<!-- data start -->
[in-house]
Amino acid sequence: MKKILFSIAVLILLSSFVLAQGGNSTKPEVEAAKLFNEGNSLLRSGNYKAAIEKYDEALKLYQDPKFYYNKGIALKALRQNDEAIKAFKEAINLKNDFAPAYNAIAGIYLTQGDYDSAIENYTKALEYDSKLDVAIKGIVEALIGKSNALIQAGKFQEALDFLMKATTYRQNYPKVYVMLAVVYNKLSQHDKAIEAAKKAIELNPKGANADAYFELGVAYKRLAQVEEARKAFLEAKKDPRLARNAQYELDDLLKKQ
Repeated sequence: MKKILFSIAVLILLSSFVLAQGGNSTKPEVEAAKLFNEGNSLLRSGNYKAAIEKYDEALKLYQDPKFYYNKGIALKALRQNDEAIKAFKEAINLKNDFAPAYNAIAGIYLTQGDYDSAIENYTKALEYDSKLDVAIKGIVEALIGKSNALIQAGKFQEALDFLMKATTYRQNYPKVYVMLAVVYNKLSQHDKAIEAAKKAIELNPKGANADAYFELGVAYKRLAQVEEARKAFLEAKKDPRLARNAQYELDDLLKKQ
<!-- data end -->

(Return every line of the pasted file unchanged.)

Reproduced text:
[in-house]
Amino acid sequence: MKKILFSIAVLILLSSFVLAQGGNSTKPEVEAAKLFNEGNSLLRSGNYKAAIEKYDEALKLYQDPKFYYNKGIALKALRQNDEAIKAFKEAINLKNDFAPAYNAIAGIYLTQGDYDSAIENYTKALEYDSKLDVAIKGIVEALIGKSNALIQAGKFQEALDFLMKATTYRQNYPKVYVMLAVVYNKLSQHDKAIEAAKKAIELNPKGANADAYFELGVAYKRLAQVEEARKAFLEAKKDPRLARNAQYELDDLLKKQ
Repeated sequence: MKKILFSIAVLILLSSFVLAQGGNSTKPEVEAAKLFNEGNSLLRSGNYKAAIEKYDEALKLYQDPKFYYNKGIALKALRQNDEAIKAFKEAINLKNDFAPAYNAIAGIYLTQGDYDSAIENYTKALEYDSKLDVAIKGIVEALIGKSNALIQAGKFQEALDFLMKATTYRQNYPKVYVMLAVVYNKLSQHDKAIEAAKKAIELNPKGANADAYFELGVAYKRLAQVEEARKAFLEAKKDPRLARNAQYELDDLLKKQ